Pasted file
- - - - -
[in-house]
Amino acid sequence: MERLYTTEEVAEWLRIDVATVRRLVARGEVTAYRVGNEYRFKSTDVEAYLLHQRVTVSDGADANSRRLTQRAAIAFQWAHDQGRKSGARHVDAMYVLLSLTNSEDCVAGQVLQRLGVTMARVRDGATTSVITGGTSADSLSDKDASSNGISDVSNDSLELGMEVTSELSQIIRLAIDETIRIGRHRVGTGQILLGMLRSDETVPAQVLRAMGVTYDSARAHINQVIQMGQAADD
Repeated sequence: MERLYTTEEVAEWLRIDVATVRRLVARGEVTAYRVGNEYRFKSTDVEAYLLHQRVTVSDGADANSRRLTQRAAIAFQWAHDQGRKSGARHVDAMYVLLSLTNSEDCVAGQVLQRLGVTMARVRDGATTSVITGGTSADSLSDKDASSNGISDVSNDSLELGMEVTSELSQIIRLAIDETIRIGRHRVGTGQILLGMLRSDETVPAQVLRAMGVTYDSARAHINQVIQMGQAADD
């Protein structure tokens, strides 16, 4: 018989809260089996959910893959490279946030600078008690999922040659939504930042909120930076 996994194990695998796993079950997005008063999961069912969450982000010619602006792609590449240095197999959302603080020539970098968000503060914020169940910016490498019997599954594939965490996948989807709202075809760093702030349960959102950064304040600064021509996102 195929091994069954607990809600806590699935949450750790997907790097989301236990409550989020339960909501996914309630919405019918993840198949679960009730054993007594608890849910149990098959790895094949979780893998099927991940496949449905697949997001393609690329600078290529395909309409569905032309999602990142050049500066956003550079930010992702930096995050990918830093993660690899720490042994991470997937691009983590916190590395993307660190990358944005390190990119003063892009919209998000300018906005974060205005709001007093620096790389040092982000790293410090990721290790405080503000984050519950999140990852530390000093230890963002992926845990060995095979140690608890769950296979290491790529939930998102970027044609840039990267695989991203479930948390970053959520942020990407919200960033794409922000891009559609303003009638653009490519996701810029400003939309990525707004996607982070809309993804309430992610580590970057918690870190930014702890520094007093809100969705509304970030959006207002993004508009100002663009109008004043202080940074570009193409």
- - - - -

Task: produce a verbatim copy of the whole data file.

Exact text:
[in-house]
Amino acid sequence: MERLYTTEEVAEWLRIDVATVRRLVARGEVTAYRVGNEYRFKSTDVEAYLLHQRVTVSDGADANSRRLTQRAAIAFQWAHDQGRKSGARHVDAMYVLLSLTNSEDCVAGQVLQRLGVTMARVRDGATTSVITGGTSADSLSDKDASSNGISDVSNDSLELGMEVTSELSQIIRLAIDETIRIGRHRVGTGQILLGMLRSDETVPAQVLRAMGVTYDSARAHINQVIQMGQAADD
Repeated sequence: MERLYTTEEVAEWLRIDVATVRRLVARGEVTAYRVGNEYRFKSTDVEAYLLHQRVTVSDGADANSRRLTQRAAIAFQWAHDQGRKSGARHVDAMYVLLSLTNSEDCVAGQVLQRLGVTMARVRDGATTSVITGGTSADSLSDKDASSNGISDVSNDSLELGMEVTSELSQIIRLAIDETIRIGRHRVGTGQILLGMLRSDETVPAQVLRAMGVTYDSARAHINQVIQMGQAADD
């Protein structure tokens, strides 16, 4: 018989809260089996959910893959490279946030600078008690999922040659939504930042909120930076 996994194990695998796993079950997005008063999961069912969450982000010619602006792609590449240095197999959302603080020539970098968000503060914020169940910016490498019997599954594939965490996948989807709202075809760093702030349960959102950064304040600064021509996102 195929091994069954607990809600806590699935949450750790997907790097989301236990409550989020339960909501996914309630919405019918993840198949679960009730054993007594608890849910149990098959790895094949979780893998099927991940496949449905697949997001393609690329600078290529395909309409569905032309999602990142050049500066956003550079930010992702930096995050990918830093993660690899720490042994991470997937691009983590916190590395993307660190990358944005390190990119003063892009919209998000300018906005974060205005709001007093620096790389040092982000790293410090990721290790405080503000984050519950999140990852530390000093230890963002992926845990060995095979140690608890769950296979290491790529939930998102970027044609840039990267695989991203479930948390970053959520942020990407919200960033794409922000891009559609303003009638653009490519996701810029400003939309990525707004996607982070809309993804309430992610580590970057918690870190930014702890520094007093809100969705509304970030959006207002993004508009100002663009109008004043202080940074570009193409």